Easter is one of the most important celebrations in Christendom, marking the anniversary of the death of Jesus Christ. The holiday is a “movable feast” that does not have a fixed date, but that’s just the beginning of the facts that people get wrong about this holiday. Here’s what you need to know about Easter.
In addition to the birth of Jesus Christ on December 25, Easter is an important feast that celebrates His crucifixion, death, burial, and resurrection three days later.
The event is also seen by Christians as fulfilling the prophecies of Isaiah 53.
For Christians, the most important fact of Easter is that Jesus Christ rose from the dead. In doing so, He conquered death and proved that death can be defeated, that life is eternal.
God’s law demands that all who sin must be punished by eternal death (not just physical death on earth, but the death of the eternal soul). Unfortunately, there is not a human who has ever been born that was without sin. That would mean that all humans were destined for eternal death. The fall of Adam and Eve brought sin into the world.
“Therefore, just as sin entered the world through one man, and death through sin, and in this way death came to all people, because all sinned,”
– Romans 5:12
Originally, sacrificial blood offerings of animals were made to atone for the sins of humans. But humankind’s sins became so great that such sacrifices were no longer enough to atone for all the sin in the world.
Through the sacrifice of His own sinless life, Jesus reversed the fall of mankind from the sins of Adam, serving as the new Adam, and paying the penalty for the sins of all mankind.
“For since death came through a man, the resurrection of the dead comes also through a man. For as in Adam all die, so in Christ all will be made alive.”
– 1 Corinthians 15:21-22
Jesus provided a path to redemption from sin for those who put their faith in God.
In the biblical narrative from three of the four Gospels of the New Testament in the Holy Bible, after three years of ministry, the 33-year-old Jesus Christ was crucified for His alleged heretical crimes of preaching the Christian gospel. Christ was crucified and died at the 9th hour (3 PM) on a Friday. Three days later, on Sunday, or the Jewish holiday of Passover, Christ rose from the dead.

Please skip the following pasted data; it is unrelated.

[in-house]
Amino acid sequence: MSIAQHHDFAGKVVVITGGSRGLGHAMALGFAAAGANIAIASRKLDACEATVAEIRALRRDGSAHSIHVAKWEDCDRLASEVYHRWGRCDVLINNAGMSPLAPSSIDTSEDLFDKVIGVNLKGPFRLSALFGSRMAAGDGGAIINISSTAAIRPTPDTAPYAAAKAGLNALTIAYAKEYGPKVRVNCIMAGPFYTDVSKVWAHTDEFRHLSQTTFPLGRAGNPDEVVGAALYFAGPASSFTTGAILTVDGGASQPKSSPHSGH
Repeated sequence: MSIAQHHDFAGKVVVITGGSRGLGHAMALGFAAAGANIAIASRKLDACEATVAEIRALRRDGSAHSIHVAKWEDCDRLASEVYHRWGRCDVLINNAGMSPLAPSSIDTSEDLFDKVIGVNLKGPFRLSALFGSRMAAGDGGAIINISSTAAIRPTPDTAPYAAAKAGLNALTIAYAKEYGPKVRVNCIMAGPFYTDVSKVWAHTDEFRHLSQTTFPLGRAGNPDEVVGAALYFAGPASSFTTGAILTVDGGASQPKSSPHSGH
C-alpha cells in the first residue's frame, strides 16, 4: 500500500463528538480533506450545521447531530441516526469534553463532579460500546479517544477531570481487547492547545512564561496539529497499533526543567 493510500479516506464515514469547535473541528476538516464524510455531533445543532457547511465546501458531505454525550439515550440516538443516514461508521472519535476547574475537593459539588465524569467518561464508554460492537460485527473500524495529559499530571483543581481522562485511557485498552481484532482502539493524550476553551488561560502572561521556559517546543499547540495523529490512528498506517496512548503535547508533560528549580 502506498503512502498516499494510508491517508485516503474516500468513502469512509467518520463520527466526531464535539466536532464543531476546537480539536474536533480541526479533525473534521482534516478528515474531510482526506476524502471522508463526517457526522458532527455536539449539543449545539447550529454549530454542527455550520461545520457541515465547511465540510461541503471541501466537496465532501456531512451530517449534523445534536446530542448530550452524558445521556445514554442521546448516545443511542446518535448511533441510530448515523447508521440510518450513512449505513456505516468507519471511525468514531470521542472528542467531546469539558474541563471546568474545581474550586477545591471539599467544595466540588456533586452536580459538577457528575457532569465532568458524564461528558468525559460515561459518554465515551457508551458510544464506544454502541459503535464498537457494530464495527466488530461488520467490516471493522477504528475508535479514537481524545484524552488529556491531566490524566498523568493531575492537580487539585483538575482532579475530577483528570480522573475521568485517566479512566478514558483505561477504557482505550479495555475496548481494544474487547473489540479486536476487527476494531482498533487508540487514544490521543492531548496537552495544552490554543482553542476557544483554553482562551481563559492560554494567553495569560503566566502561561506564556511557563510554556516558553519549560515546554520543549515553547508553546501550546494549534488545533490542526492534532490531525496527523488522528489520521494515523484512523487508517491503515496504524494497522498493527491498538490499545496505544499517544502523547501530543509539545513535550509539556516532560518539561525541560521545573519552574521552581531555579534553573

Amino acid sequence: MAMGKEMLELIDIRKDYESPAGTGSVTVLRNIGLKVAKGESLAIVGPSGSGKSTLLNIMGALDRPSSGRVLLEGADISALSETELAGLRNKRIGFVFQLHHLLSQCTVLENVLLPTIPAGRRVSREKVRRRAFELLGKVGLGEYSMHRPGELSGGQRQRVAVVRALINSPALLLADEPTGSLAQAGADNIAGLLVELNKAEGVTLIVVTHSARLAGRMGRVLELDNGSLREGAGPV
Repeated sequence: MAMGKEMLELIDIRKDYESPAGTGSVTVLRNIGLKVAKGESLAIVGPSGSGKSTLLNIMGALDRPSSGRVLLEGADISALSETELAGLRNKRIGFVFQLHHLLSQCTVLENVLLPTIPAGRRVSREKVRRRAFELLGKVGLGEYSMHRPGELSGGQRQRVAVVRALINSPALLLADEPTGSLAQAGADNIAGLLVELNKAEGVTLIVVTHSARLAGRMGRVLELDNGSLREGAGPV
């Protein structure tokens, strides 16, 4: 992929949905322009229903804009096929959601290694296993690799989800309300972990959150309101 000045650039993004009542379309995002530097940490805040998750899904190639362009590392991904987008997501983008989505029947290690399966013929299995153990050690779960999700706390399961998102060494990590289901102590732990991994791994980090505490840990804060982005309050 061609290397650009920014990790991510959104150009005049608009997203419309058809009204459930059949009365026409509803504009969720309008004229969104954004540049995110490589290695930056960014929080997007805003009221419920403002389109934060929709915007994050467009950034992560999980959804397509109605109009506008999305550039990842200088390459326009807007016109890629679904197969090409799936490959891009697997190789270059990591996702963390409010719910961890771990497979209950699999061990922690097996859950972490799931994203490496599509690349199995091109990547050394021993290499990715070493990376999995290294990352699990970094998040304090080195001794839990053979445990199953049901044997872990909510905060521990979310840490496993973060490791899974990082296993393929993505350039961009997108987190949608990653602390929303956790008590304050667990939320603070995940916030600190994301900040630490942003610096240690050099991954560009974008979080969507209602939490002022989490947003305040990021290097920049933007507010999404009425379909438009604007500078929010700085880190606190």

In the early history of the Christian church, Easter was celebrated on the same day as the Jewish holiday of Passover. In fact, the word used was not Easter, but rather pascha (Greek for Passover), according to The Reporter.
The original followers of Jesus commemorated His death and resurrection on the 14th of the Hebrew month of Nissan, which is also the first day of Passover.
Easter is a “movable feast.” The event is related to the first full moon of spring. Therefore, Easter does not have a fixed date and the date changes every year. However, Easter is always held on a Sunday, which usually occurs between March 22 and April 25, according to The Old Farmer’s Almanac.
The celebration is always celebrated on the first Sunday that follows the full moon that occurs on or immediately following the spring equinox. On occasions where the full moon occurs on the same day as the spring equinox, Easter is then observed on the subsequent Sunday.
Passover and Easter, then called pascha, were both celebrated simultaneously by the early Christians. Back then Christian still followed the Hebrew Calendar, therefore, the feast could also land on other days of the week, rather than only on Sunday.
At some time during the second century, the celebration was shifted to the first Sunday after Passover. Part of the reason was that some messianic Jews and some early Christians wanted to celebrate both holidays separately. Officially, it was the Roman Emperor Constantine who designated the date to be the Sunday after Passover and the feast was no longer called pascha, but Easter, with the date modified to align with the solar calendar.
Biblical holidays in the time of Jesus and prior were based off of the Jewish calendar, which is a lunar calendar, which is not calculated the same as the our modern Gregorian calendar we use today, which was first introduced in 1582. According to Wikipedia, the Gregorian calendar is “based on the observation of a long-term shift between the Julian calendar and the solar year.”
The Hebrew calendar, also called the Jewish calendar, is a lunar calendar and is roughly 11 days shorter than the solar year. The Hebrew calendar utilized , according to Wikipedia: “[a] 19-year Metonic cycle to bring it into line with the solar year, with the addition of an intercalary month every two or three years, for a total of seven times per 19 years.”